Biden uses commencement address to appeal to black voters

United States President Joe Biden used a commencement address at Howard University to appeal to young black voters, offering a preview for how his campaign plans to regain waning enthusiasm from a key demographic, writes Emily Olson for NPR.

Speaking at the school’s 155th commencement ceremony on Saturday 13 May, the president echoed rhetoric from his 2020 campaign, characterising the current moment as a “battle for the soul of our nation” and calling on graduates to help lead the country into a new era of progress. “We’re living through one of the most consequential eras of our history with fundamental questions about the stake for our nation,” he told the crowd at Capital One Arena in Washington, DC. “Who are we? What do we stand for? What do we believe? Who will we be? You’re going to help answer those questions.”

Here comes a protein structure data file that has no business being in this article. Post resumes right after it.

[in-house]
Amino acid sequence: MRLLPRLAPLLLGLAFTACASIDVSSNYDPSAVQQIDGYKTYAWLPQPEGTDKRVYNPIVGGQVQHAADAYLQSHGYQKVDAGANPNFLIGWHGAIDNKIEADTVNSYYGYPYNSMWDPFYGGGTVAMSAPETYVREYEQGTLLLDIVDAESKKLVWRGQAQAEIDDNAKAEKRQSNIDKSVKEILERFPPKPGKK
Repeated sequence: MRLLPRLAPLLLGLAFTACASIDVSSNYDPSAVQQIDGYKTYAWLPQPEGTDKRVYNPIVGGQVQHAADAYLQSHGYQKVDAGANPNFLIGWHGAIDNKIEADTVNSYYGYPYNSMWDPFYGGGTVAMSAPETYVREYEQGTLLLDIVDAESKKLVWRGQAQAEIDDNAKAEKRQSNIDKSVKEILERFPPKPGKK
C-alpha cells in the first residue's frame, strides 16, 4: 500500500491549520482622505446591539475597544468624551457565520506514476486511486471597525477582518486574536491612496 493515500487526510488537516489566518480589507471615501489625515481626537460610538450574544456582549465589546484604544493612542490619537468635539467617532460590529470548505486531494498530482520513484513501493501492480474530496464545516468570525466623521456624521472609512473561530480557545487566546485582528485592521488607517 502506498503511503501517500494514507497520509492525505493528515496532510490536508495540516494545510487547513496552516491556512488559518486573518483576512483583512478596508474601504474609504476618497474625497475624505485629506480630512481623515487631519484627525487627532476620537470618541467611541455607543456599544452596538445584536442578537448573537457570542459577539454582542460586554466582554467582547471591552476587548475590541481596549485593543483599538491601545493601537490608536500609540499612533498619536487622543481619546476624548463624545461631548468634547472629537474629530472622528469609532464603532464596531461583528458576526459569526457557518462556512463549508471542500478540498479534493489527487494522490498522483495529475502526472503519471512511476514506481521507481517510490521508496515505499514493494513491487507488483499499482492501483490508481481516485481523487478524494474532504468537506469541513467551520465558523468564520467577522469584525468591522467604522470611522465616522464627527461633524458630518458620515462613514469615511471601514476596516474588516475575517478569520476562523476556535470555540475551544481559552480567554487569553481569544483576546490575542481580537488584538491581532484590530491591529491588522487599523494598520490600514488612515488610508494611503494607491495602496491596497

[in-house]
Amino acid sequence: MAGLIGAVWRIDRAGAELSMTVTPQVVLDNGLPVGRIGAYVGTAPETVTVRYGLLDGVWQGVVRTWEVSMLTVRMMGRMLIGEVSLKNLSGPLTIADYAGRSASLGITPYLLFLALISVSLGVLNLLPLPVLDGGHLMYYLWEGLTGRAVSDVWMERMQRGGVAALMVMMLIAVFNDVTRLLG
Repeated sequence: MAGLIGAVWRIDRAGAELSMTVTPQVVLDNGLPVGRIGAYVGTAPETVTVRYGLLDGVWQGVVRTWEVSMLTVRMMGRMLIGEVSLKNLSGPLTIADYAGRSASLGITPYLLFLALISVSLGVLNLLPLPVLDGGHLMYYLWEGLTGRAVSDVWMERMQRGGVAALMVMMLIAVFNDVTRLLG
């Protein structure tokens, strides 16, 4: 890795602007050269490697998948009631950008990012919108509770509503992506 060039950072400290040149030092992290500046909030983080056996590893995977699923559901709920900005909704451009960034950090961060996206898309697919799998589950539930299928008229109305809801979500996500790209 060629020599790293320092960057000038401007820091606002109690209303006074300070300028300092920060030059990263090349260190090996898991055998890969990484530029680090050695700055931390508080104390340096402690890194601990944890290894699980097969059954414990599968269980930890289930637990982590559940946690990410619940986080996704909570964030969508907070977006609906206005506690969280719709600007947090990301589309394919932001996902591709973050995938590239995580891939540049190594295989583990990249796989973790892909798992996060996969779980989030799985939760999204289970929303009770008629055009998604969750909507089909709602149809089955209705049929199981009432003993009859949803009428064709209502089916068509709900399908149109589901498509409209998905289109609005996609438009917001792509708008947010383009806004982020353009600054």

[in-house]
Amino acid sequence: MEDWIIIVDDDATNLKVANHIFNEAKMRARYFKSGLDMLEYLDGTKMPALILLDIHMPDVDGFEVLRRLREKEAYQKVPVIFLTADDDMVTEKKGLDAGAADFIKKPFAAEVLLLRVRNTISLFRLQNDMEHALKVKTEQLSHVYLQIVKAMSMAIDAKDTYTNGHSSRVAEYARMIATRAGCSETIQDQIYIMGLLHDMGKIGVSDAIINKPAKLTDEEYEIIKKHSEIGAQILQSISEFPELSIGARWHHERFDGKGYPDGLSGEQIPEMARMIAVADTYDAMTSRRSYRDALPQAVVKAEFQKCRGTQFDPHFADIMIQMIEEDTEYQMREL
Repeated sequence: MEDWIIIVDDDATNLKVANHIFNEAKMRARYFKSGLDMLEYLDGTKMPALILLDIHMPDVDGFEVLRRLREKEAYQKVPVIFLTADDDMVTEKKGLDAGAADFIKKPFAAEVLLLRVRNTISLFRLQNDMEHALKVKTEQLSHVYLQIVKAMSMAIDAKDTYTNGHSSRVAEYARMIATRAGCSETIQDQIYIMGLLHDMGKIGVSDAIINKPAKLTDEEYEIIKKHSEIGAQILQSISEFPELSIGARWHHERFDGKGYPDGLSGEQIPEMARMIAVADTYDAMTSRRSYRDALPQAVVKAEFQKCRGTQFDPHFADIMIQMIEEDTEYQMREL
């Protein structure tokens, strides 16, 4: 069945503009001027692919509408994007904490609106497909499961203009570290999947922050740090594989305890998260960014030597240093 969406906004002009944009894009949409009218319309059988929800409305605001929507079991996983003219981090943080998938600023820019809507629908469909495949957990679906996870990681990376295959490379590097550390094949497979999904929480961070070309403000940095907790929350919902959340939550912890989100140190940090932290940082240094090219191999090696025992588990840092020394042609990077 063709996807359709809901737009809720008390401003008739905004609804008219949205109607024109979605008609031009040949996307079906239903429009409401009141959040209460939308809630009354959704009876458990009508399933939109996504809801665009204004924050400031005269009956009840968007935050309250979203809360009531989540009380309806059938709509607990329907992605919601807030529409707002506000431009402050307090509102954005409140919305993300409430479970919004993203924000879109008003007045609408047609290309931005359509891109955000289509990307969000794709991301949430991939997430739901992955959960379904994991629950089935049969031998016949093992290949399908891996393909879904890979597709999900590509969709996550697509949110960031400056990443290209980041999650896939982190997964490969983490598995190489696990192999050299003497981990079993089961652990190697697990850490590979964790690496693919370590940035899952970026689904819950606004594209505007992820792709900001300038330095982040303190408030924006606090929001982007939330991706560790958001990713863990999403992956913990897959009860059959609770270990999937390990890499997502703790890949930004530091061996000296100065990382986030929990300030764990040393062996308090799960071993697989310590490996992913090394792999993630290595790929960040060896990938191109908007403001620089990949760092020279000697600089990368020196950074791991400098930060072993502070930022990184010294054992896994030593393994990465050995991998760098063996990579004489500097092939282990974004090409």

Biden also cast himself as the antidote to what he implied was a rising tolerance for racism, directly mentioning Donald Trump’s infamous characterisation of the deadly white supremacist rally in Charlottesville as “very fine people on both sides”.
Full report on the NPR site